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Over 200 members of the November Action Coalition (NAC) staged an obstructive sit-in outside the M. I. T. administrative offices yesterday afternoon, but left peacefully. The protestors blocked the corridor of the second floor on the main building for nearly four hours, then before breaking up around 5 p. m. to gather for the evening at the M. I. T. student center.
Although there were scattered incidents of scuffling during the afternoon, no demonstrators were arrested, and Cambridge police appeared only in small numbers around the campus throughout the day.
M. I. T. students who participated in the sit-in, however, will face disciplinary action, Paul E. Gray, assistant provost, announced at a press conference late in the afternoon.
The NAC is protesting six specific defense research projects currently being conducted at M. I. T. and has stated that one of their aims is "shutting down" these projects.
But Gray said that yesterday's sit-in did not affect the normal operation of M. I. T. Both the controversial Center for international Studies and Instrumentation labs, where most classified defense research is done, were open.
Secretaries and personnel from the eight administration offices blocked by the sit-in worked in offices "elsewhere on the campus." Gray said. The offices, which include those of M. I. T. president Howard W. Johnson. were locked when the demonstrators arrived.
Gray called the demonstration "obstructive at times" and said student and faculty members were present at the sit-in possibly to identify demonstrators. The observers were members of the Student-Faculty Advisory Group which was set up two weeks ago as a consulting body to the M. I. T. administration.
M. I. T.'s administration is presently seeking ways of prosecuting non-M. I. T. demonstrators, who constitute 70-80 per cent of the NAC, for violating an earlier injunction barring obstructive demonstrations, Gray added.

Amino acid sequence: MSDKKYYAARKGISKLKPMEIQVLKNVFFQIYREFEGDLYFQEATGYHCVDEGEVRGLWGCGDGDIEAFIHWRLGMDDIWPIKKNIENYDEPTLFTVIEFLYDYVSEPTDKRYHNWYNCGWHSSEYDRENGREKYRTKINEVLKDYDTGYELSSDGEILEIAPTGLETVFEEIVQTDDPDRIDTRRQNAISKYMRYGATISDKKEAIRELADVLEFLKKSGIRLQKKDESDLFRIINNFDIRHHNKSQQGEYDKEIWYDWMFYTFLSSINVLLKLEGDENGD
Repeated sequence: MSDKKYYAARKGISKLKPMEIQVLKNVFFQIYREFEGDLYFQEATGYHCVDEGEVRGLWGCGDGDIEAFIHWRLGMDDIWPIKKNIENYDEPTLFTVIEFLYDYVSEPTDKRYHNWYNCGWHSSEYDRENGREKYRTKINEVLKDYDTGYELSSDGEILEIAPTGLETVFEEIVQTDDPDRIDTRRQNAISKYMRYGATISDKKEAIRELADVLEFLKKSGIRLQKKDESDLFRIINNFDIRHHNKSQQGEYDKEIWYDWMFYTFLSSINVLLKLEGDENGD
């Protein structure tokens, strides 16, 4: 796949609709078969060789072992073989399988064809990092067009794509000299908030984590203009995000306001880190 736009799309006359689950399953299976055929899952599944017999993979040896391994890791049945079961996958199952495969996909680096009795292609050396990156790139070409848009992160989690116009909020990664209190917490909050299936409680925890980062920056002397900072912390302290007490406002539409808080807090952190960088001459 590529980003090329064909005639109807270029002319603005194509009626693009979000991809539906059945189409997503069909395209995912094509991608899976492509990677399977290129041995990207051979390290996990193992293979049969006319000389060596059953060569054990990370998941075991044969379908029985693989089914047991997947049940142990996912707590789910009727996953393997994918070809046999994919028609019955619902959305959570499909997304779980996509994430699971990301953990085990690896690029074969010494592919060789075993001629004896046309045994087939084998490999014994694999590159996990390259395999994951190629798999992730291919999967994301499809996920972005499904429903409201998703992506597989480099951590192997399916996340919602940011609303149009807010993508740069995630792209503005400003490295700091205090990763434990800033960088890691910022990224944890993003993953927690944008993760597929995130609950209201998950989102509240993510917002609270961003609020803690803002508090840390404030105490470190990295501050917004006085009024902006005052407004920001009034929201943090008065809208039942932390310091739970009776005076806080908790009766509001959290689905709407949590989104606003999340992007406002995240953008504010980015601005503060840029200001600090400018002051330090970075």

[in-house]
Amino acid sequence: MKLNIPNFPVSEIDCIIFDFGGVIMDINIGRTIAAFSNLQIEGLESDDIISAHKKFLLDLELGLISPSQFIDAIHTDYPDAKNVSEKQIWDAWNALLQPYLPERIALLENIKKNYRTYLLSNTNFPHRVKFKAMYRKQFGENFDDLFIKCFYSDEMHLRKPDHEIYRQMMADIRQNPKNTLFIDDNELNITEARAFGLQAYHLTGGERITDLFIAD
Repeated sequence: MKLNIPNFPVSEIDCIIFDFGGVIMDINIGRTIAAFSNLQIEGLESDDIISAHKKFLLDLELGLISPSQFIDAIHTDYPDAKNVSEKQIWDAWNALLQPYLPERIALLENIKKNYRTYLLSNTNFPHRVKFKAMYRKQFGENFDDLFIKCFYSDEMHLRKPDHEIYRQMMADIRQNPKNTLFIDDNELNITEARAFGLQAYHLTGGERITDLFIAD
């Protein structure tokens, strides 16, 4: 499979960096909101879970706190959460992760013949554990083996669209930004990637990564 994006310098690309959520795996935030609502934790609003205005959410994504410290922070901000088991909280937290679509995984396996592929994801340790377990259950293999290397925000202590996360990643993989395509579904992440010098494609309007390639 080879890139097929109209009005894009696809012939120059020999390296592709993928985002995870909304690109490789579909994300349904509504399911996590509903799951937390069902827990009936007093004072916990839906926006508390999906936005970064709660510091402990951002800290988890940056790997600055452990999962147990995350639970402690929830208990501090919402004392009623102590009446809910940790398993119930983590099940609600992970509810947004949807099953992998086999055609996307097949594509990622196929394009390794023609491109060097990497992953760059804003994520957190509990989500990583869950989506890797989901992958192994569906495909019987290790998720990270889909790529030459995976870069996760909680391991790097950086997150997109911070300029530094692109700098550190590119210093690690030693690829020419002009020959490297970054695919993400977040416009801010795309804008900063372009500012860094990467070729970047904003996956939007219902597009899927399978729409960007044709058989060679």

M. I. T. provost Jerome B. Weisner appeared briefly at the sit-in about 3:30 p. m. to read a warning telling the demonstrators that they were blocking the passage.
"We have received complaints from others who have the same rights that you have." he told them through a bullhorn. "Please clear the passage." His statement was met with clenched fists and chants of "Ho Ho Ho Chi Minh, NLF is going to win" from the students. At one point, a few students grabbed the bullhorn but pro-administration students pulled it away.
During the afternoon sit-in several faculty members mingled with the crowd to observe the situation and talk individually with the protestors. At least one faculty member has been identified as participating in the sit-in. Gray said. Other faculty members reportedly also joined in the NAC group.
At a late meeting of 250 ?AC members in the student center around 2 a. m., support for militant action today appeared to be waning. Protestors decided to split up and canvass in area high schools and colleges to explain the NAC demands and bring people to a final march Saturday from Government Center to the Boston induction center.
After a noon rally in Kresge auditorium sponsored by the Science Action Coordinating Committee (SACC), nearly 300 NAC and SACC members marched to the administrative offices across the street.
While the protestors sat in on the second floor. Newsreel, a radical news media, flashed films and a slide show on Wednesday's confrontation with the police on the wall of the first floor rotunda. About 125 students watched.
A few M. I. T. student's and faculty attempted to break through the line of NAC marshals at the ends of the second floor corridors, but were blocked and pushed back.
One person who identified himself as an M. I. T. student carried a can of mace into the crowd and sprayed a male demonstrator in the face before walking away.
In another incident, as the protestors were leaving the main building through the rotunda, a photographer from the Boston Record American threw a punch at a protestor after several students threw coats over his camera.
Two other reporters were reported injured during the Wednesday NAC demonstration. One of those. Parker Donham 69 of the Boston Globe, said he was injured when police viciously poked him.
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